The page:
The central theme of William Shakespeare’s sonnet No. 18 is love. The lyrical hero admires his beloved and compares her with a beautiful sunny day in May, as in his eyes, she turns out to be “sweeter and more beautiful.” The poem is built on the antithesis since he compares and contrasts his beloved’s beauty and the beauty of a day in May by using such a literary device as a metaphor. In Shakespeare’s sonnets, metaphor is the central, systematically applied literary device, and is used to form the basis of an artistic image. Using metaphors, the poet rethinks reality, reveals the hidden meaning of things and concepts, and prompts the reader to perceive the poem from the same point of view.
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In the 18th sonnet, Shakespeare uses metaphor to effectively develop a vivid and memorable image in the reader’s mind and convey a particular idea. For instance, “Rough winds do shake the darling buds of May” (line 3) is the line where Shakespeare uses metaphor and symbolism to convey his idea of beauty. “Darling buds” symbolizes beauty and love, and in the line, Shakespeare states that love and grace are not everlasting phenomena.
This line could also be viewed as a personification of inanimate things, as the word “darling” is usually applied to humans. “When in eternal lines to time thou grow’ st” (line 12) is a line where “eternal lines” is a metaphor for poetry. By that, the author manages to “engrave” his lover into the words in the verse, therefore making his lover immortal. In the final couplet, Shakespeare emphasizes the fact that as long as people read his poem, his lover is still considered to be “alive.” Therefore, Shakespeare’s lover has been metaphorically immortalized forever within the lines of his sonnet, despite all the “rough winds” and “sun being dimmed.” Shakespeare’s metaphors reflect both the stylistic achievements of his era and his creative personality.
Personification is a type of metaphor, which transfers the properties and characteristics of animate objects to inanimate ones. Quite often, Shakespeare uses personification in the depiction of nature, which is endowed with certain human features. In sonnet No. 18, the author attempts to attribute these properties to nature, and at the same time, distinguish it from his lover’s beauty. He argues that the summer season is too short, unlike his lover, who will live forever with the power of his poetry.
For instance, Shakespeare writes: “And summer’s lease hath all too short a date” in the fourth line. By this, he means that summer takes out a lease with nature, which has a defined expiration date that is too short for his case. Here, summer acts as if it is renting a property, while the weather is the property itself. The literary device is used here to highlight the shortness of the summer season by comparing the summer period to a lease.
Being previously analyzed, the phrase contained in the fifth line, “the eye of heaven,” could also include personification, as an eye is an organ that can only be found in living things. Nevertheless, the author attributes this organ to “heaven,” exaggerating the description of the sun. “Nor shall death brag thou wander’ st in his shade” (line 11) is a line, where Shakespeare inputs a personification of death, claiming that death will never claim his lover. The word “shade” is a metaphor for the afterlife, which means that the poem, as long as people will recite it, will carry the image of his lover and immortalize it. Moreover, it is important to note that Shakespeare skillfully uses metaphor and personification to set up imagery for the reader. Descriptions of nature using these literary devices provoke a certain mood for the verse and help the reader imagine the atmosphere more vividly.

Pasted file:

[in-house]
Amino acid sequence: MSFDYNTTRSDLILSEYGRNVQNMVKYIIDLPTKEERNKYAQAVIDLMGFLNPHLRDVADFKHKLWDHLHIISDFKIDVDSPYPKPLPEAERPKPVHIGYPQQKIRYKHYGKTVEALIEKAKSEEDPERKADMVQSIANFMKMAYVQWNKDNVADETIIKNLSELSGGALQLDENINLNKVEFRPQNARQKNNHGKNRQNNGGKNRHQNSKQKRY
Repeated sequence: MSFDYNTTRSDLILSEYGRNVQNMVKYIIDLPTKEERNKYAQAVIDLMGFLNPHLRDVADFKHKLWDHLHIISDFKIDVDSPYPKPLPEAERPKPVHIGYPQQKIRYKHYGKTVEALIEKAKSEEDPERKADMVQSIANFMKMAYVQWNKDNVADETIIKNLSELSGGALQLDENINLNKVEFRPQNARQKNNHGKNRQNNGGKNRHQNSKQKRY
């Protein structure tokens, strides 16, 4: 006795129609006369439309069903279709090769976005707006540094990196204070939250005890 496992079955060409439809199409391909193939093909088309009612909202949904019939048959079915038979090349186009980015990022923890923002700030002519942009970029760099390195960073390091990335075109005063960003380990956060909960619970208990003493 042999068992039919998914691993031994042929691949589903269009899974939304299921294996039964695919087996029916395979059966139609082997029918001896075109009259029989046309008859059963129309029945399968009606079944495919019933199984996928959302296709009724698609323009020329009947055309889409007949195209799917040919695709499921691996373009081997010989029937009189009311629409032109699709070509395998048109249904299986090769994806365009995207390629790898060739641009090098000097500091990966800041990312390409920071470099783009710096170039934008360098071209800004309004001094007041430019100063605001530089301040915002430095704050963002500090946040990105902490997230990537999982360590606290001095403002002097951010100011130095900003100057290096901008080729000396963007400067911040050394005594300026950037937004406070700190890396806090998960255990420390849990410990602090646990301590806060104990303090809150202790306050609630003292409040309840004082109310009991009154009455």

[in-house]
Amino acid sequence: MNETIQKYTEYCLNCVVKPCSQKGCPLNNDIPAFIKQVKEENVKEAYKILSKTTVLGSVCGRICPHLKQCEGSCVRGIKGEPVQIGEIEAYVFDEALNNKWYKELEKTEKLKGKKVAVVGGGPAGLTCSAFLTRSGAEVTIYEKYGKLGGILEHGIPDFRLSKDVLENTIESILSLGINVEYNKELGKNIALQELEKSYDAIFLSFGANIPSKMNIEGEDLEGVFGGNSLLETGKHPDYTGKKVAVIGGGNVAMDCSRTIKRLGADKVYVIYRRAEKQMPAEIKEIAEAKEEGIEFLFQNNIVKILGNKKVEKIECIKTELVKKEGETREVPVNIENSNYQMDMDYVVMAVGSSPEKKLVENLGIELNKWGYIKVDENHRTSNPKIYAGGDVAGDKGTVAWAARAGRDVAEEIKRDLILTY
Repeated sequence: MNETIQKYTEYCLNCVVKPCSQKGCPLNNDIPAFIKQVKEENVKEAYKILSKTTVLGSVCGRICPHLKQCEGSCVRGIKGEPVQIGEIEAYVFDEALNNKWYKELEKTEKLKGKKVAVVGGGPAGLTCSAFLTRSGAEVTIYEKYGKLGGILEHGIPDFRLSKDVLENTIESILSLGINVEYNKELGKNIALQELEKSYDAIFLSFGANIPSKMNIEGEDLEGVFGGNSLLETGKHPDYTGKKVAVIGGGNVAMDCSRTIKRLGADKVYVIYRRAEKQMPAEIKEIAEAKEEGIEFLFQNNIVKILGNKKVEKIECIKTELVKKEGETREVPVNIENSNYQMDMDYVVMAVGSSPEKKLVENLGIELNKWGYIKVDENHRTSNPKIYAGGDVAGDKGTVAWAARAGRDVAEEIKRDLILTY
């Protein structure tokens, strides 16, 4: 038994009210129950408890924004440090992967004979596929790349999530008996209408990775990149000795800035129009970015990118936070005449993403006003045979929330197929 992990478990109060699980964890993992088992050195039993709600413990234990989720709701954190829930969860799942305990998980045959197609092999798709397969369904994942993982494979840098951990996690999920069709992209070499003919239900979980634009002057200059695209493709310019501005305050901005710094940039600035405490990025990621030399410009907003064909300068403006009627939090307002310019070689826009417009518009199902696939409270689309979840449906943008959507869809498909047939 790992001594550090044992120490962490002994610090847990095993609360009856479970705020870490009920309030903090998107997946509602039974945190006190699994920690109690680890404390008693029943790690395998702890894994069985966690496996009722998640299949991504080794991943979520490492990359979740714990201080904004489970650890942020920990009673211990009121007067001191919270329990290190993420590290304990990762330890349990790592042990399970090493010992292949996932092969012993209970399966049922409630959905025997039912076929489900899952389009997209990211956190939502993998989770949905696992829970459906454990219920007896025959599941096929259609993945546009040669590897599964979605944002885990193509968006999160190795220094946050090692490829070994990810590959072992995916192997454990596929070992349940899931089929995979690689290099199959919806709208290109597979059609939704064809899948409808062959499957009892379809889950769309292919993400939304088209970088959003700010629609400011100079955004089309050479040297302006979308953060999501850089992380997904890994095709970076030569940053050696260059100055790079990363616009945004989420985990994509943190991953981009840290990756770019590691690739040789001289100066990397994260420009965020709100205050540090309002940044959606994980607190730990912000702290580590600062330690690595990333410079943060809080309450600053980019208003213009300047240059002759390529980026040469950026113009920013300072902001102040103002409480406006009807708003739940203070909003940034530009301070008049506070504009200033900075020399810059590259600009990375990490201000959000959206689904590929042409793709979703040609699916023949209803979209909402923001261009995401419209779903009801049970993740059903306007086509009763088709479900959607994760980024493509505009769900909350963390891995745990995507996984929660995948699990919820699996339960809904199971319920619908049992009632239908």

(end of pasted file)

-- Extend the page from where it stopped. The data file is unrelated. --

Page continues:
The type of metric line used in verse is iambic pentameter, which means that every line has ten syllables in it, consisting of five iambs. Shakespeare uses the iambic pentameter in other sonnets too, thus, in a way, making it a feature of English classical poetry. In sonnet No. 18, it dictates the way that the poem should be read and helps create a constant melodious rhythm. Additionally, it mimics a breathing pattern, thus establishing a calm beat, making it easier for the reader to recite the poem. In the sonnet, Shakespeare uses a specific rhyme scheme, which goes ABAB CDCD EFEF GG, as there are four-line quatrains and a concluding two-line couplet.
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Each of the four-line quatrains has a particular theme and tone, while the two-line couplet has an entirely different sound and has a change in the topic. The last couplet is a conclusion of each of the themes presented in the quatrain. Lines 13 and 14 embody the author’s main idea and act as a closure of the whole verse in general. These last lines reflect the author’s purpose of making his lover’s beauty eternal by capturing it in the poem.
In line 7, “And every fair from fair declines,” Shakespeare uses alliteration, as each sound occurs at the beginning of each word, making the rhythm smooth. Moreover, there is consonance in line 8, “By chance or nature’s changing course untrimmed” between words “chance,” “nature’s,” and “changing,” which emphasize the sound in the lyrics. The repetition at the start of the lines with the introduction of such words as “And,” “Nor,” and “So” build a symmetrical linguistic pattern, highlighting the presentation of new ideas and forming cohesive sentences.
Shakespeare, William. “Sonnet 18: Shall I Compare Thee to a Summer’s…” Poetry Foundation, Poetry Foundation. Web.